This case is hardly an isolated incident. In fact, a pattern seems to be emerging with regard the DHS’s efforts to help human smugglers. “This is the fourth case with the same factual situation this Court has had in as many weeks,” Hanen wrote.
In all of the cases, human traffickers who smuggled minor children were apprehended short of delivering the children to their ultimate destination. In all cases, a parent, if not both parents, of the children was in this country illegally. That parent initiated the conspiracy to smuggle the minors into the country illegally. He or she also funded the conspiracy. In each case, the DHS completed the criminal conspiracy, instead of enforcing the laws of the United States, by delivering the minors to the custody of the parent illegally living in the United States.”
In addition to the danger the DHS’s behavior presents in these instances, Hanen noted that the United States taxpayers have incurred costly expenses for the DHS to personally deliver illegal alien children to various locations around the country.
“In all cases when the Government apprehended some of the traffickers, the Government transported the children across the country to unite them with a parent (or parents) who was in the country illegally,” Hanen wrote. “In one situation,” he added, “the Government flew a child to multiple locations in different parts of the United States.” He explained that “the taxpayers of the United States suffer the expense of delivering these minors,” which is not only “the cost of paying travel, room and board for the children, but it may also, according to the information supplied to this Court in yet another case, include the salary and travel expenses of a guardian to accompany them.”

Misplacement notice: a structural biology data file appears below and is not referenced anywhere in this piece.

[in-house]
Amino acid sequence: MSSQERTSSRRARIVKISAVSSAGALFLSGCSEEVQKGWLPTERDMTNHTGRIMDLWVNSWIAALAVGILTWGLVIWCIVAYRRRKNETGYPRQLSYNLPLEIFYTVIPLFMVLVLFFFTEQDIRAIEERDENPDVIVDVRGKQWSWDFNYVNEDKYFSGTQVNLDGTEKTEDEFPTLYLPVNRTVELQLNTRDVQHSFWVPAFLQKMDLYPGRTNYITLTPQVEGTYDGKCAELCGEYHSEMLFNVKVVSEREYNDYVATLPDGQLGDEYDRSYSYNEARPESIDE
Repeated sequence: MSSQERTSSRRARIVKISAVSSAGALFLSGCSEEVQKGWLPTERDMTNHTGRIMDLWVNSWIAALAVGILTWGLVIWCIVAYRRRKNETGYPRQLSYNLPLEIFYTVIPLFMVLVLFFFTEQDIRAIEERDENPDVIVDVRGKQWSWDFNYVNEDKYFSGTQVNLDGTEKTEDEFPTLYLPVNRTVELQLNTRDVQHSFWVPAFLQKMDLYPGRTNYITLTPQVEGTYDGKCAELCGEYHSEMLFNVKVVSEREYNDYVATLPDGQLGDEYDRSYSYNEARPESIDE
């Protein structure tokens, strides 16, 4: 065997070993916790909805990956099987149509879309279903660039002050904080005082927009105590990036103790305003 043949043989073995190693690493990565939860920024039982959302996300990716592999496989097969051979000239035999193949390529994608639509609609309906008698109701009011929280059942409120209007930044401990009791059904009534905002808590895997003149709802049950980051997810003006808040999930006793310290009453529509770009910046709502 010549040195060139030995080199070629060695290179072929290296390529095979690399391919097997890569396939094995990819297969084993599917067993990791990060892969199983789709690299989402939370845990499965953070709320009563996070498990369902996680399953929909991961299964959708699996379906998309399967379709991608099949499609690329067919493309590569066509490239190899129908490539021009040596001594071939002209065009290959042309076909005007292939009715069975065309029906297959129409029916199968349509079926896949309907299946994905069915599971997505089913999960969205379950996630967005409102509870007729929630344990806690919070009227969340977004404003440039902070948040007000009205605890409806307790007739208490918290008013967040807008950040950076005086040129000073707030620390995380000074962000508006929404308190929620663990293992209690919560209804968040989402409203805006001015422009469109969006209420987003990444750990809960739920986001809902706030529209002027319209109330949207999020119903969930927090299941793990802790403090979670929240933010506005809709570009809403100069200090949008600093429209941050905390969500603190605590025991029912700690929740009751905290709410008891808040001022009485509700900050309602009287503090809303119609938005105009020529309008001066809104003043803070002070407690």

Hanen argued that the reasoning the administration is likely employing here, that children should be reunited with their parents, is “absurd and illogical.” He argued, “The DHS could reunite the parent and child by apprehending the parent who has committed not one, but at least two different crimes. It would be more efficient for the Government to arrest the individuals who are not only in the country illegally, but while in the country illegally are also fostering illegal conspiracies.”
“It would also be much cheaper to apprehend those coconspirators and reunite them at the children’s location,” he added. “Yet, it neither prosecutes nor sports the wrongdoer.”
By engaging in such activity, Hanen said the Obama administration is “rewarding criminal conduct instead of enforcing the current laws.”
However, what is even “more troubling,” Hanen wrote, is that the administration is actually “encouraging parents to seriously jeopardize the safety of their children” by attempting to have them smuggled into the United States illegally. “While Y.P.S. was transported in a car, others are made to swim the Rio Grande River or other bodies of water in remote areas.”
This concern for the safety of these individuals is not fanciful or theoretical; it is a real and immediate concern. As this Court waited for the judgment to be prepared before it released this opinion, two illegal aliens drowned, two more are missing, and a three-year-old El Salvadorean toddler was found abandoned by smugglers–each event occurring just outside of Brownsville.”
Hanen pointed out that “these illegal activities help fund the illegal drug cartels which are a very real danger for both citizens of this country and Mexico.”
There is no doubt that the drug cartels control the “smuggling process,” Hanen added, citing that representatives of the Obama administration and of various attorneys for numerous defendants have testified in his courtroom that the “cartels control the entire smuggling process.” The DHS’s involvement in helping smuggle children into the country puts those children at risk, Hanen argued.